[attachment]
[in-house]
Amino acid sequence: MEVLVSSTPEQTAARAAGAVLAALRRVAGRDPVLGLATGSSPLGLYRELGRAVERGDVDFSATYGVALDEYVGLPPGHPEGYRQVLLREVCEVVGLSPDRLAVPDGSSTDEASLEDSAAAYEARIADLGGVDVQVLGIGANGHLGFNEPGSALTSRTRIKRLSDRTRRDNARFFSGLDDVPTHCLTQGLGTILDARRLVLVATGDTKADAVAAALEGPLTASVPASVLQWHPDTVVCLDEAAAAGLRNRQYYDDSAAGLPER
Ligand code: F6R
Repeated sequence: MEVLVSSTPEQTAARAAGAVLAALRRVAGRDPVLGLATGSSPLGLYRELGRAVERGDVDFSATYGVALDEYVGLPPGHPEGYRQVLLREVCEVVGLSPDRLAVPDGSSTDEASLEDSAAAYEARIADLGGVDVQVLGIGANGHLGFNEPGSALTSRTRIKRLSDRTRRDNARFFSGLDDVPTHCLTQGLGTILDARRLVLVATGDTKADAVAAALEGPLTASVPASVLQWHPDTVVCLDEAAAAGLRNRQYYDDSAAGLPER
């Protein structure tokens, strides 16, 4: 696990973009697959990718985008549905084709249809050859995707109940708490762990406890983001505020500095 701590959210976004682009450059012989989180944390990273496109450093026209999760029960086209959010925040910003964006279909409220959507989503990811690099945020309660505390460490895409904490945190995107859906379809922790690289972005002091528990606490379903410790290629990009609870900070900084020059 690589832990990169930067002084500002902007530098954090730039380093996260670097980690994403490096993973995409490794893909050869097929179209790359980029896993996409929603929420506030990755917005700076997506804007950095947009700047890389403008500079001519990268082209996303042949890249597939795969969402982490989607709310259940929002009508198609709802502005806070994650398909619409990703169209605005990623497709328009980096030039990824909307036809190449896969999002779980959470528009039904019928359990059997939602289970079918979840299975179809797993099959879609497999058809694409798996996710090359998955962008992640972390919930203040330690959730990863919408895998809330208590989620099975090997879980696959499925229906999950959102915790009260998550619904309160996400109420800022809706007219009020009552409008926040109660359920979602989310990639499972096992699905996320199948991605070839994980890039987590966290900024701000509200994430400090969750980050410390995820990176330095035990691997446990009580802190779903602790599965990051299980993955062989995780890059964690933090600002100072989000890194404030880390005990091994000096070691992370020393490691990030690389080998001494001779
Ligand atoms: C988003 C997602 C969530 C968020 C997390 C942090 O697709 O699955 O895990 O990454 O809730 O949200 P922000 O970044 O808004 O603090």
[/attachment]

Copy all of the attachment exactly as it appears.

[in-house]
Amino acid sequence: MEVLVSSTPEQTAARAAGAVLAALRRVAGRDPVLGLATGSSPLGLYRELGRAVERGDVDFSATYGVALDEYVGLPPGHPEGYRQVLLREVCEVVGLSPDRLAVPDGSSTDEASLEDSAAAYEARIADLGGVDVQVLGIGANGHLGFNEPGSALTSRTRIKRLSDRTRRDNARFFSGLDDVPTHCLTQGLGTILDARRLVLVATGDTKADAVAAALEGPLTASVPASVLQWHPDTVVCLDEAAAAGLRNRQYYDDSAAGLPER
Ligand code: F6R
Repeated sequence: MEVLVSSTPEQTAARAAGAVLAALRRVAGRDPVLGLATGSSPLGLYRELGRAVERGDVDFSATYGVALDEYVGLPPGHPEGYRQVLLREVCEVVGLSPDRLAVPDGSSTDEASLEDSAAAYEARIADLGGVDVQVLGIGANGHLGFNEPGSALTSRTRIKRLSDRTRRDNARFFSGLDDVPTHCLTQGLGTILDARRLVLVATGDTKADAVAAALEGPLTASVPASVLQWHPDTVVCLDEAAAAGLRNRQYYDDSAAGLPER
């Protein structure tokens, strides 16, 4: 696990973009697959990718985008549905084709249809050859995707109940708490762990406890983001505020500095 701590959210976004682009450059012989989180944390990273496109450093026209999760029960086209959010925040910003964006279909409220959507989503990811690099945020309660505390460490895409904490945190995107859906379809922790690289972005002091528990606490379903410790290629990009609870900070900084020059 690589832990990169930067002084500002902007530098954090730039380093996260670097980690994403490096993973995409490794893909050869097929179209790359980029896993996409929603929420506030990755917005700076997506804007950095947009700047890389403008500079001519990268082209996303042949890249597939795969969402982490989607709310259940929002009508198609709802502005806070994650398909619409990703169209605005990623497709328009980096030039990824909307036809190449896969999002779980959470528009039904019928359990059997939602289970079918979840299975179809797993099959879609497999058809694409798996996710090359998955962008992640972390919930203040330690959730990863919408895998809330208590989620099975090997879980696959499925229906999950959102915790009260998550619904309160996400109420800022809706007219009020009552409008926040109660359920979602989310990639499972096992699905996320199948991605070839994980890039987590966290900024701000509200994430400090969750980050410390995820990176330095035990691997446990009580802190779903602790599965990051299980993955062989995780890059964690933090600002100072989000890194404030880390005990091994000096070691992370020393490691990030690389080998001494001779
Ligand atoms: C988003 C997602 C969530 C968020 C997390 C942090 O697709 O699955 O895990 O990454 O809730 O949200 P922000 O970044 O808004 O603090």